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The Progressive Policy Think Tank

Flawed migration statistics fuelling poor policy, says IPPR

New ONS analysis of exit checks and visas shows fundamental problems with quality of migration data

Marley Morris, IPPR Senior Research Fellow, commenting on today’s migration data from the ONS, said:

“New analysis today from the ONS places serious doubt on its migration estimates.

“Comparisons of ONS migration data and statistics on visas and exit checks suggest that it has underestimated non-EU emigration, particularly in the study category. In our view, the new analysis suggests it has overestimated net non-EU migration.

“Given the underlying problems in the data, it’s no longer sustainable that the government centres its strategy on bringing down net migration to the tens of thousands.

“Currently our system is designed to encourage migrants who come to the UK to leave after a short period, irrespective of their skills. We need a new approach to migration that meets our economic needs.

“In particular, we currently encourage international students to leave the UK after their studies, on the basis of flawed information that many overstay their visas. We need to do the opposite: by introducing a post-study work visa we can encourage those students we have skilled up at our universities to stay and contribute to the UK economy.”

Today’s ONS analysis finds significant discrepancies between measures of migration drawn from the International Passenger Survey (IPS) and administrative data from visas and exit checks. The IPS, a sample survey conducted at UK ports and airports, is the basis of routine ONS migration estimates used by government to formulate policy.

The new analysis follows last year’s ONS discovery, in its review of student migration, that the International Passenger Survey appeared to have overestimated the contribution of non-EU international students to net migration.

IPPR’s interpretation of the ONS’s new analysis is that this has led to an overestimate in the net migration of non-EU citizens.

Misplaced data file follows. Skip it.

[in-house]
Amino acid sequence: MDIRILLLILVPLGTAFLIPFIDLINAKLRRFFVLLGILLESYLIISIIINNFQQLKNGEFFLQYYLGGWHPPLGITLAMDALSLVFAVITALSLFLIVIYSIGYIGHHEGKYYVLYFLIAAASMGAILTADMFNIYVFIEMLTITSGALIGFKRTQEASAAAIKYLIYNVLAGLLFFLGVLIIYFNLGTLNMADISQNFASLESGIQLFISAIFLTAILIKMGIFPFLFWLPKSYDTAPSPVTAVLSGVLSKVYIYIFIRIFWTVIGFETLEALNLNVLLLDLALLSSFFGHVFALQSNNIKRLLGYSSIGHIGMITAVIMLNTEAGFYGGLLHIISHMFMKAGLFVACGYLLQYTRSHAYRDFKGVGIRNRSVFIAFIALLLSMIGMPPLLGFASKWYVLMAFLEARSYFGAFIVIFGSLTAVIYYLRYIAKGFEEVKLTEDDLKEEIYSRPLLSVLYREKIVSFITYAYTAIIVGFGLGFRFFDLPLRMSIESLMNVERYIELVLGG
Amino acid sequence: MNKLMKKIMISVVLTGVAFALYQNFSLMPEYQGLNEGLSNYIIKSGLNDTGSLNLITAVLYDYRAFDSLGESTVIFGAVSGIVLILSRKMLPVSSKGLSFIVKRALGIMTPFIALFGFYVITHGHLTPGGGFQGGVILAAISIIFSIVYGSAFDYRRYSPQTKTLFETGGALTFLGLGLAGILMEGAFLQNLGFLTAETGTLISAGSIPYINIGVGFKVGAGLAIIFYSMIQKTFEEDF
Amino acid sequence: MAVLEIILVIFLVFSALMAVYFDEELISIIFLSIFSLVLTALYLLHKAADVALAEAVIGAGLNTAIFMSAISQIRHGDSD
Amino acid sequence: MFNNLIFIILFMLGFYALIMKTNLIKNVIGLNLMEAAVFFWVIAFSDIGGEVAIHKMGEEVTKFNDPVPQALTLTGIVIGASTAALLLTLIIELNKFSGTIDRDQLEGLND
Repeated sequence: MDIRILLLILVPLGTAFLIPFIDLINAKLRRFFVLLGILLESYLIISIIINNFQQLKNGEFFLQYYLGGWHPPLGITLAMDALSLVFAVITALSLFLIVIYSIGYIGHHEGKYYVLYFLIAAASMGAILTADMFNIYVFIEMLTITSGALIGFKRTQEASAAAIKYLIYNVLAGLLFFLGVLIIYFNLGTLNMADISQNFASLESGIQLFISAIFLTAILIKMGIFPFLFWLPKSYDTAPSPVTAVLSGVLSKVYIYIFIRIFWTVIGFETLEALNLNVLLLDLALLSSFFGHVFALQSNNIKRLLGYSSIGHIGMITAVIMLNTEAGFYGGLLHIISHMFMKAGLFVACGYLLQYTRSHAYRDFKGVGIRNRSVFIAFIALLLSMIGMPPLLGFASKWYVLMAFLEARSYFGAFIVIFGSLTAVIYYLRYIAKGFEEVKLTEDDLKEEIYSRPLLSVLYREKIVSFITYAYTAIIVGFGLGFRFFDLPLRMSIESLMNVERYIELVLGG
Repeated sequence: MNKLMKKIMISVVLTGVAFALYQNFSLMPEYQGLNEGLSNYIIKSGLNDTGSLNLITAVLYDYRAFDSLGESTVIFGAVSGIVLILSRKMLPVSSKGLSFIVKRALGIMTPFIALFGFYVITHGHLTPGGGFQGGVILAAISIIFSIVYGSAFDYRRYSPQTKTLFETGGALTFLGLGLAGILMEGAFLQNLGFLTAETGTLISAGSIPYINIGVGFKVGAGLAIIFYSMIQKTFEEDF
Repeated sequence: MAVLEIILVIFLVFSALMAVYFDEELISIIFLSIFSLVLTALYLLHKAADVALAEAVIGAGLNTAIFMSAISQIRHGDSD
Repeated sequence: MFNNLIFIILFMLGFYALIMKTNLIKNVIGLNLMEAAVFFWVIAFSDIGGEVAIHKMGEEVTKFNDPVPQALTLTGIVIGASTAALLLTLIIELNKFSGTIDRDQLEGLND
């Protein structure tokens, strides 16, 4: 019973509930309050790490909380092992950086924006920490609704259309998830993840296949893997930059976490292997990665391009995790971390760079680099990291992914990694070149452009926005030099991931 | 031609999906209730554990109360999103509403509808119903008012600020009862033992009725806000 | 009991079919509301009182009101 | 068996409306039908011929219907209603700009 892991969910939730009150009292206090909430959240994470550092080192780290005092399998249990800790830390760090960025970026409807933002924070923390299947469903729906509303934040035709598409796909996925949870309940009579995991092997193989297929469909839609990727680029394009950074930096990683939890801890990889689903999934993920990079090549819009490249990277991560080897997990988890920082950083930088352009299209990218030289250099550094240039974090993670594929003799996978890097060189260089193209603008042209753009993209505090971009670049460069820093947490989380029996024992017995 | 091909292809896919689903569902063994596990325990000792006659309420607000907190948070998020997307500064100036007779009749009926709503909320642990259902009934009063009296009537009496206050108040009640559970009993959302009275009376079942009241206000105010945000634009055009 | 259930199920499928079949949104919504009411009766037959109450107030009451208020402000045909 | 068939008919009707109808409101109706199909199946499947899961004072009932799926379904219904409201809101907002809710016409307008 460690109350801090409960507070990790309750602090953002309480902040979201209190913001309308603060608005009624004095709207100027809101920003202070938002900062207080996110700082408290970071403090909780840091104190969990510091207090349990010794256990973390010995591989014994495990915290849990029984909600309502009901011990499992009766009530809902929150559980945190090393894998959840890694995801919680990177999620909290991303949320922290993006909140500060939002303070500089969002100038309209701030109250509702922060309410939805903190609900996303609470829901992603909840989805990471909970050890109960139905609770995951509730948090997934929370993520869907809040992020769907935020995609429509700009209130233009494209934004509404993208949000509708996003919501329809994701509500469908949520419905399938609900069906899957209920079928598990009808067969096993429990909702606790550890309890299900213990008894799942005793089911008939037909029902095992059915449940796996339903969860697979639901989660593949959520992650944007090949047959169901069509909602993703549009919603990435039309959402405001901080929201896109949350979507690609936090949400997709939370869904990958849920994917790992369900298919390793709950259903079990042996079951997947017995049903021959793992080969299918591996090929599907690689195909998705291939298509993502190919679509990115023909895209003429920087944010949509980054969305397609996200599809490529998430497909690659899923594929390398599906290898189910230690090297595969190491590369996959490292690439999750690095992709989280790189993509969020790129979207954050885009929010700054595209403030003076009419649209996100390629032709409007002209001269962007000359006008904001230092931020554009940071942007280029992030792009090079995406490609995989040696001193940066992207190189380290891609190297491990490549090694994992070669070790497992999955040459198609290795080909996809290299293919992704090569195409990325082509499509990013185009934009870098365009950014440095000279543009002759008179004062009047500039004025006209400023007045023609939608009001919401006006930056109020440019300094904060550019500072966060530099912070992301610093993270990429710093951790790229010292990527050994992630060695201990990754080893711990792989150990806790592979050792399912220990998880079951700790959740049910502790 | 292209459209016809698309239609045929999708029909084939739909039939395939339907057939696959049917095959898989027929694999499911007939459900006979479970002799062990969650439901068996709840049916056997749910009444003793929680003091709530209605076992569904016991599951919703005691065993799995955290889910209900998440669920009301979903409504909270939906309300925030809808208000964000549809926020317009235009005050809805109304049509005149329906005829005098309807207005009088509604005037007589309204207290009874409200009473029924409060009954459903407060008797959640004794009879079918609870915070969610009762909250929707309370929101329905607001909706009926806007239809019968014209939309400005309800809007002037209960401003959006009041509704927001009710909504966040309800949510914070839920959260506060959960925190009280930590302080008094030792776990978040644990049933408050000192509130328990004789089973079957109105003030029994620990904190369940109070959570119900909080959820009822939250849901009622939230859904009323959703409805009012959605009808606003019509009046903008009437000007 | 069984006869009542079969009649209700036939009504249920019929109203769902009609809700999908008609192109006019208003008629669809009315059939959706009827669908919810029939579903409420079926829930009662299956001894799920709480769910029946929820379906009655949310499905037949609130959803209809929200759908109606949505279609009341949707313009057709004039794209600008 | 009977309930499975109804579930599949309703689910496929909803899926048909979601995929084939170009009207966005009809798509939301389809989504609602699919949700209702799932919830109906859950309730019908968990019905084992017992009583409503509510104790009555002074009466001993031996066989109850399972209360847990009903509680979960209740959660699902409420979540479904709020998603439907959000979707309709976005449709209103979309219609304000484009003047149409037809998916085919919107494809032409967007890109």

There is little evidence, however, to question the overall net migration estimates, as any inaccuracies in the non-EU migration figures could be compensated by inaccuracies in the EU migration and British migration figures.

The ONS also today published its quarterly migration statistics. These indicate that in the year ending December 2017 total long-term net migration to the UK was 282,000, compared to 249,000 in the year ending December 2016. This change is not statistically significant. 

It should be noted that these migration figures are estimates only and are subject to both sampling and non-sampling error.

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Contact

David Wastell d.wastell@ippr.org / 07921 403651

Florri Burton, f.burton@ippr.org / 020 7470 6154

Marley Morris, IPPR Senior Research Fellow, is available for interview

Notes 

Read IPPR’s latest report on migration ‘An immigration strategy for the UK: Six proposals to manage migration for economic success’ here: https://www.ippr.org/publications/an-immigration-strategy-for-the-uk 

Read Marley Morris’ blog on migration statistics, published ahead of the latest analysis: http://blogs.lse.ac.uk/brexit/2018/07/13/yet-another-embarrassment-for-the-government-on-immigration/

Read IPPR’s report comparing migration data on international students ‘Destination Education’ here: https://www.ippr.org/publications/destination-education 

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